"There is no more lovely, friendly and charming relationship, communion or company than a good marriage."
--Martin Luther

Tuesday, 13 May 2014

Top Ten Tuesdays: Books I Almost Put Down (But Didn't)

I've been on a blogging break lately, but now I'm back for another link-up.  This week's topic for Top Ten Tuesday at The Broke and the Bookish is "Top 10 Books I Almost Put Down (But Didn't)".  This is a bit of a mixed bag list.  It's rare that I don't finish a book, especially fiction. Some of the books are ones that I ended up enjoying, while others I basically just pushed through to say I'd finished them.

1.  The Master and Margarita by Mikhail Bulgakov:  I actually quite like this book, but it's really, really strange.  There are talking cats and trips back in time to Pontius Pilate.  The first time I read it, I just couldn't deal with the wackiness, and the second time, I had to force myself to get into the story, but I'm glad I did.

2.  2666 by Robert Bolaño:  This book has several different stories, and I was a bit hazy how they all connected.  To be honest, I think I finished this book because I'd paid for it and it was really long, but I didn't like it at all.

3.  Vanity Fair by William Thackeray:  I got into this at first, but to be honest, I didn't really like any of the characters.  By the middle, I was really tired of Becky Sharp's manipulation and Amelia's lack of personality, but I had to finish to see just how things would end up.

4.  From Russia With Love by Ian Fleming:  I read this thinking that it would be a fun spy novel, but actually, it was kind of boring.  James Bond doesn't even make an appearance into nearly halfway through the book, and the misogyny was enough to make my head spin.  I think I only finished because I'd blogged about how it was on my spring list. :)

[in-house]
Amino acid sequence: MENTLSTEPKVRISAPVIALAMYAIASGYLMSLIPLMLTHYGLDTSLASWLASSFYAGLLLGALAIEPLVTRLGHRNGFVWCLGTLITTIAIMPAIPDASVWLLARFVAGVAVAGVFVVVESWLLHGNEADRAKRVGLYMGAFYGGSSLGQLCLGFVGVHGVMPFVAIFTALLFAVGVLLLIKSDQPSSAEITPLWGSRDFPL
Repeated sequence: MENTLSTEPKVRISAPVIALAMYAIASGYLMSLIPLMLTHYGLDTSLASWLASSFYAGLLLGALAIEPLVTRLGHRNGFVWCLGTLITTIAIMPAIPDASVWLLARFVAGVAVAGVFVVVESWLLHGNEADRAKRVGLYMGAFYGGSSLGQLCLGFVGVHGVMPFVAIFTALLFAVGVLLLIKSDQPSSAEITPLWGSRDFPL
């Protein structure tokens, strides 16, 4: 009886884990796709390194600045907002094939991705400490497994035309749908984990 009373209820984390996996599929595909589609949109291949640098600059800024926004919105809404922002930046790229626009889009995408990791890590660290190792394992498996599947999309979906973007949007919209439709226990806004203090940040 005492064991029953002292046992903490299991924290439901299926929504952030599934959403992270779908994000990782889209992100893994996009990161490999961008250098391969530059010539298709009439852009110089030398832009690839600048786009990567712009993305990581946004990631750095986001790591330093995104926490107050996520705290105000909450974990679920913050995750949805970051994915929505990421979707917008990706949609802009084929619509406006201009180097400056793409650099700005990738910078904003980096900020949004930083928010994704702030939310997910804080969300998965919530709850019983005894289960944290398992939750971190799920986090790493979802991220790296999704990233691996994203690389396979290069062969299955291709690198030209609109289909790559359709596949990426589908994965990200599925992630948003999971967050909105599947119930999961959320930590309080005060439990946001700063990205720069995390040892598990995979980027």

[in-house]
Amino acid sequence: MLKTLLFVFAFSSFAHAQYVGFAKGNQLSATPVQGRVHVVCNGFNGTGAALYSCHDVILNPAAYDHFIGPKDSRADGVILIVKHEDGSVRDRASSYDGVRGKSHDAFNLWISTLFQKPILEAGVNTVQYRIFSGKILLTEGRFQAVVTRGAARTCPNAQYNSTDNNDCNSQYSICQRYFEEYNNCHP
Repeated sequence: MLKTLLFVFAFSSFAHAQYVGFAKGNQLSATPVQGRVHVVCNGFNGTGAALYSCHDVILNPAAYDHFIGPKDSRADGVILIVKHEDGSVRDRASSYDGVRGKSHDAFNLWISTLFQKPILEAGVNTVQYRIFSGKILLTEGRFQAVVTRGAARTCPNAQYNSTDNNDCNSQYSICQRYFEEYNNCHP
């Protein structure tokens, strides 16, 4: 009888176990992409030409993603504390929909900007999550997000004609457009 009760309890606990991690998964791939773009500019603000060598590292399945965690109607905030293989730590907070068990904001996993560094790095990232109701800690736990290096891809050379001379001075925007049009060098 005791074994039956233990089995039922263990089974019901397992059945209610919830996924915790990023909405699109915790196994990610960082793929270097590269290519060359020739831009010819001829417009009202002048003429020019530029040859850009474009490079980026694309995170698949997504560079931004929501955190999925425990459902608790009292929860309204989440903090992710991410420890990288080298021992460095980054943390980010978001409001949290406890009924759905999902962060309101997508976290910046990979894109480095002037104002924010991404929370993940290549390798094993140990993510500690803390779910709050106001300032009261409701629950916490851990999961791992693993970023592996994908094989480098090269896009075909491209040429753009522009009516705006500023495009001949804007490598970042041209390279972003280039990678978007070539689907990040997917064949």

5.  The Lord of the Rings by J.R.R. Tolkien:  I know, right?  I actually DID put this down.  It was my third time starting the series when I actually managed to complete it.  Don't get me wrong:  The books are fantastic, but very long, and all the poems and songs did me in.  (True confession:  I skipped through all the songs.)

6.  The Light Between Oceans by M.L. Stedman:  I just read this last month for my book club, and enjoyed it, but I nearly set it down partway through.  I don't want to give any spoilers, but the book centres around a major deception, and I have trouble reading about that kind of thing.  I'm glad I did finish it though.

7.  The Unconsoled by Kazuo Ishiguro:  I've mentioned this before, but I didn't like The Unconsoled at all.  There is no plot.  I kept reading just to see if it would finally come together and make sense.  Nope.

8.  Confessions of a Shopaholic by Sophie Kinsella:  I read this during my breaks when I worked at a large book store, and at first I just couldn't understand how Becky could be such a moron.  I kept at it and ended up enjoying the book a lot, though it's not generally my style.

1 comment:

  1. I love your confession. :) I am a big fan of Tolkien but most of the time I skip through the songs and poems too.
    Vanity Fair was hard for me too. There wasn't really a character I like in it, which always makes me dislike books.